A few weeks ago my Grandpa friended me on Facebook. I immediately texted my two sisters to verify that this was, in fact, Grandpa. They confirmed. And so, confused, I accepted his friend request and popped over to admire his page. It was, as you can imagine, quite bare. He'd accidentally noted that he was born in 1986 and his page boasted a small handful of friends, all quite elderly. I didn't think much of it at that time until early last week when my mom called to let me know that now Grandpa, apparently, knew everything we were up to. I imagined him incorporating this new bit of technology into his morning routine of checking stocks, doing calisthenics and having breakfast with my Gram at their little table on the porch in Florida. And then a funny thing happened: Gramp started posting on my wall. The first time was on Valentine's Day when he wished me a very happy day and hoped I was doing something fun for myself. I decided to write back on his wall, wishing him a nice afternoon and letting him know that I'd been pretty busy baking that week. Since then, we occasionally report on the weather and what we're up to. Many of the cousins do the same thing, so Gramp's wall is now peppered with cheerful family updates from near and far. There are a lot of reasons to be skeptical -- even scornful--of social media and the ways technology can sneak into our daily lives. We could all make a pretty lengthy list, I'm sure. But getting messages from your Grandpa that read, "I sit 85 and sunny here today" just isn't one of them.
This past Sunday morning found Sam in the living room reading the paper and listening to records and me taking mad scientist notes in the kitchen, working on this humble beauty. I'd stumbled across a recipe for a honey cake that I wanted to make but as I was converting the grams into standard cup measurements for you all, I began tinkering. And tinkering. And downright altering the recipe until it really was no longer the honey cake recipe I'd become enamored with. I just couldn't help but think it should have cornmeal in it, and that spelt flour would make for a really delicate crumb while whole-wheat flour would hold down the fort, so to speak. Sam was reading the Book Review; I was crossing my fingers, staring in at the cake and wondering what I'd done.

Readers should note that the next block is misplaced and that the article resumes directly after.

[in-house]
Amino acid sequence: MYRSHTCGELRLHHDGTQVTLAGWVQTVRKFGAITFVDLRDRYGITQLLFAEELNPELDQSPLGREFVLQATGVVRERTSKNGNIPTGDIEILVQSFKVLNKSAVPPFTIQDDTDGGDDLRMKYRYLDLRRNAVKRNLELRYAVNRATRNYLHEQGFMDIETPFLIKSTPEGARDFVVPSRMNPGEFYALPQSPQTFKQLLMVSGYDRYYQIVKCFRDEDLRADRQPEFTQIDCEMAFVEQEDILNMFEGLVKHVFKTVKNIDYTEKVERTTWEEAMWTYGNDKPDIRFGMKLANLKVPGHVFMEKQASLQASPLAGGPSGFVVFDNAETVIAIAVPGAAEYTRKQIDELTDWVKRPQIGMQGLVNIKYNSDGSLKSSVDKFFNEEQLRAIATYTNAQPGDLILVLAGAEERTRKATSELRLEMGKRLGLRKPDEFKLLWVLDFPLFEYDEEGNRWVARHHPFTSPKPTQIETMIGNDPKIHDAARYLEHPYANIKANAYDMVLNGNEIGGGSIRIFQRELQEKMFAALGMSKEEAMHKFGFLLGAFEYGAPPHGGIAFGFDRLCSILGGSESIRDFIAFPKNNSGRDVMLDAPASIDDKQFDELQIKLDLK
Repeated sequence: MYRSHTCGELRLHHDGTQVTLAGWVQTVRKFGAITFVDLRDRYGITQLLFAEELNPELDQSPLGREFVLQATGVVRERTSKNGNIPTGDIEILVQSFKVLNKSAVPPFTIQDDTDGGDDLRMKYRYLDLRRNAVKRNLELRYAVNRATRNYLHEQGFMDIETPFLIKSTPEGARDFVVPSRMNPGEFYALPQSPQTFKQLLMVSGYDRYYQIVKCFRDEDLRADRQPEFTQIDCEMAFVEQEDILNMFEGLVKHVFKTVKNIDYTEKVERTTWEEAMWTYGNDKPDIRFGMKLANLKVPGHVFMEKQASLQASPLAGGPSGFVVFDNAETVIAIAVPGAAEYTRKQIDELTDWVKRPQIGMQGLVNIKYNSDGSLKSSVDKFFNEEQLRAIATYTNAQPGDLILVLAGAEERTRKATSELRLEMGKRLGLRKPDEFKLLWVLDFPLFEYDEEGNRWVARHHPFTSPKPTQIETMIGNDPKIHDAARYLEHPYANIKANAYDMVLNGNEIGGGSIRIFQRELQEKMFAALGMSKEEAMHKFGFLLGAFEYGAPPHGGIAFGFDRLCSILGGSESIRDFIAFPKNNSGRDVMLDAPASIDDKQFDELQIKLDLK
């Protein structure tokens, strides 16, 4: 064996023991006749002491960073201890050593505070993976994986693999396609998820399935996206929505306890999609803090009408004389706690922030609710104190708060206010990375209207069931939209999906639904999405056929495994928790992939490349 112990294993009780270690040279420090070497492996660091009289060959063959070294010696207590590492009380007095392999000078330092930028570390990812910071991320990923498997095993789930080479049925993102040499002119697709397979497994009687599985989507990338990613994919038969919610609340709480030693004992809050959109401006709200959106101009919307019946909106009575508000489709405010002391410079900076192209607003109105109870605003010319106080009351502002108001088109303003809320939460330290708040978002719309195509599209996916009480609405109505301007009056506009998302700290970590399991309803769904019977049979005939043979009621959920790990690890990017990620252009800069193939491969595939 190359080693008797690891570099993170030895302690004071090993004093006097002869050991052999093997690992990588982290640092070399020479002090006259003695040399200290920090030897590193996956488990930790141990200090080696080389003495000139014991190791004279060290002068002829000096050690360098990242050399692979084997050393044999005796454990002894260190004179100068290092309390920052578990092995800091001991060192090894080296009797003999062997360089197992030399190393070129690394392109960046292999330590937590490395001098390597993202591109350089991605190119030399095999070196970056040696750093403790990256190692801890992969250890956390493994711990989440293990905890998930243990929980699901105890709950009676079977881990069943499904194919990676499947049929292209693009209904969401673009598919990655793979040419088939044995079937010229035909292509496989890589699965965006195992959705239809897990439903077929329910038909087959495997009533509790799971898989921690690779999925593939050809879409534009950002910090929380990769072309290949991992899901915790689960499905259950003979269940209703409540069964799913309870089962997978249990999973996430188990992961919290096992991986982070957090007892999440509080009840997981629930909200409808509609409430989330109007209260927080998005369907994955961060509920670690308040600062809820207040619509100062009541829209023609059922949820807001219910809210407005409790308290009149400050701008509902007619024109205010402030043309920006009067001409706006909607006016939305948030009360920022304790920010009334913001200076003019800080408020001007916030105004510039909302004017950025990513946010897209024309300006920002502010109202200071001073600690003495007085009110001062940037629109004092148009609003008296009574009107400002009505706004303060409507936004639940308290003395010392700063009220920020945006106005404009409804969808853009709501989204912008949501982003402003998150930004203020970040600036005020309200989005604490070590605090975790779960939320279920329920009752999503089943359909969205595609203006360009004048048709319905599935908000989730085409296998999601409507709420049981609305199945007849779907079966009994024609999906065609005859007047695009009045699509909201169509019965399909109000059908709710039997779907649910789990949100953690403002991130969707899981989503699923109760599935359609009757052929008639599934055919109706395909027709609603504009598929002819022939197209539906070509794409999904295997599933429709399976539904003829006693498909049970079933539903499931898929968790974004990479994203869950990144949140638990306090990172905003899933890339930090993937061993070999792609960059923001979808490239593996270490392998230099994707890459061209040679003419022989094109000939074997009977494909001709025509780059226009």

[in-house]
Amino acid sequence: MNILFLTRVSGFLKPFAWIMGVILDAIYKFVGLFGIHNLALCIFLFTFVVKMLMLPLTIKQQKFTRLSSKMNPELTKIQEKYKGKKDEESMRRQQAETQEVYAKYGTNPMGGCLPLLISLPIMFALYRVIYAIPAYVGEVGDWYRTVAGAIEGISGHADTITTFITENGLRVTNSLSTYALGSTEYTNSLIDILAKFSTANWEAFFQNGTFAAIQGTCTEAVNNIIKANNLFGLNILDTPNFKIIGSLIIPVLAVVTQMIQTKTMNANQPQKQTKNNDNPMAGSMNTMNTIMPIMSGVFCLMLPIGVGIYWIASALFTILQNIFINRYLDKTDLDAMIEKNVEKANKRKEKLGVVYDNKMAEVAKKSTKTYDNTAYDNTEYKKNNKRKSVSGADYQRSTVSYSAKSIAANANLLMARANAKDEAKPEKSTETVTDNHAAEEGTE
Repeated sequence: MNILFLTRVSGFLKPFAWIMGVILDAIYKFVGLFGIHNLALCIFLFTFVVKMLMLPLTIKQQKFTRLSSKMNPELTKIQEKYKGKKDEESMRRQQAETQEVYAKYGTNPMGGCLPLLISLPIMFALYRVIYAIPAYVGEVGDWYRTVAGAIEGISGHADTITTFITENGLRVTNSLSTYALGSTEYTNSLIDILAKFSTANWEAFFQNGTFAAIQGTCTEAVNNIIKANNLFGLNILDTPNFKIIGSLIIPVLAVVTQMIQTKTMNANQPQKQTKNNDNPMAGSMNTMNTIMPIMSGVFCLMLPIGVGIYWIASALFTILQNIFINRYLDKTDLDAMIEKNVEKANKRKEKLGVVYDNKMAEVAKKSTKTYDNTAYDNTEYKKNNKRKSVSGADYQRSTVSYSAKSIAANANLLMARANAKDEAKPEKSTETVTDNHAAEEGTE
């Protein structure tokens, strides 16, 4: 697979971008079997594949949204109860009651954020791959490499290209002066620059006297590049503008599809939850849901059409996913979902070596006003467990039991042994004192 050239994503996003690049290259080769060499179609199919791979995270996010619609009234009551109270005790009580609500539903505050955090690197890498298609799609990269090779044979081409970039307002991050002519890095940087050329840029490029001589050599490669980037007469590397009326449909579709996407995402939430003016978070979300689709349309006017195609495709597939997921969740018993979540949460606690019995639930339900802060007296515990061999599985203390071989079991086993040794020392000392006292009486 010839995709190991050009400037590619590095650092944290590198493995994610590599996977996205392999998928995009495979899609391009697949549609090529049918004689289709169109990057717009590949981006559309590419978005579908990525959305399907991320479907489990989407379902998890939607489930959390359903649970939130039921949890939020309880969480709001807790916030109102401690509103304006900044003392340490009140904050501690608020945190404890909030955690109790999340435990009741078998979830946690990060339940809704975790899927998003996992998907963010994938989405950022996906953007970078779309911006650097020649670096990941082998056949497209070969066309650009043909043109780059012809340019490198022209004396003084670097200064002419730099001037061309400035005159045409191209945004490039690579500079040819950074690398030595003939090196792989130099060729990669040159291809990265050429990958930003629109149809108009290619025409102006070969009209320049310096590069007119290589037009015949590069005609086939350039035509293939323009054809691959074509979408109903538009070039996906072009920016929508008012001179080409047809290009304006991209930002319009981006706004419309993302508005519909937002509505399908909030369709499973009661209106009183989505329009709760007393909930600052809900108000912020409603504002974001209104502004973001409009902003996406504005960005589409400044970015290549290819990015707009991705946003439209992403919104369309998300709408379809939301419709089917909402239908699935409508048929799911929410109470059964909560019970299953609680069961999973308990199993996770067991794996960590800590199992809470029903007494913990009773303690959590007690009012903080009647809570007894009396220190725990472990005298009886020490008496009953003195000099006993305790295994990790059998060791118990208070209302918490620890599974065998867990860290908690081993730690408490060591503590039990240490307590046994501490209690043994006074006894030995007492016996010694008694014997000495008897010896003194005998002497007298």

I always thought I'd be a teacher when I grew up. Like the dutiful first child that I tend to be, I went to school to be a teacher. I continued on to graduate school. I taught college freshman in Boston and moved on to teach high school freshman back in California. My mom was a teacher and I'd grown up spending time in her classroom (ahh, the hours of Oregon Trail!), hearing tales of her students, and witnessing her late-night grading sessions. It seemed so seamlessly that, all of a sudden, I had a classroom and tales of my own. Until I didn't. The teaching climate in California was (and still is) a tough one and finding solid work became impossible. People often ask if I miss teaching. I miss my students a great deal and I miss the act of teaching -- the challenge of thinking through how to present a piece of information or a structured lesson so that a classroom full of different kinds of learners could really "get it." I realized last week that, while I've been out of the academic classroom for a few years now, in many ways, I'm still doing the very same thing. Food writing and recipe development has, at its core, the act of learning and teaching. There are new kitchen skills to master and dishes to try; there are ways we take what we learn and make it our own based on tastes, ability level or preference; there are then ways we pass them on to others. Saturday night that process came to be in the form of a very fine roast chicken and a grapefruit chess pie.
I moved to Seattle last February so this January business is all new to me. I remember pulling into the city in the U-Haul we lovingly named Hugh on a sunny February afternoon. We were eager with anticipation and hope, schlepping everything into the house in tee-shirts with a few strong helpers and occasional mild cursing. Seattle really made a showing that day. I'm gathering that wasn't exactly typical, although I really do appreciate the gesture. This year the winter mornings have not been warm enough to encourage tee-shirts. They've been quiet, extremely cold but -- lately -- startlingly sunny. That bright light, despite the layer of ice on my car, has helped get me to yoga when I'd much rather stay inside nursing a cup of coffee. It's been enough to inspire me to send letters to old friends, organize all of my tax documents, make some pretty great oatmeal and take long winter walks with Sam. I'm not letting myself have the space or the moment or the luxury to miss those warm summer days that now seem like a distant memory. I know they'll come back (they will, right?). For now, there's just putting one foot in front of the other, getting my work done, and sneaking out in that light whenever it decides to make a showing.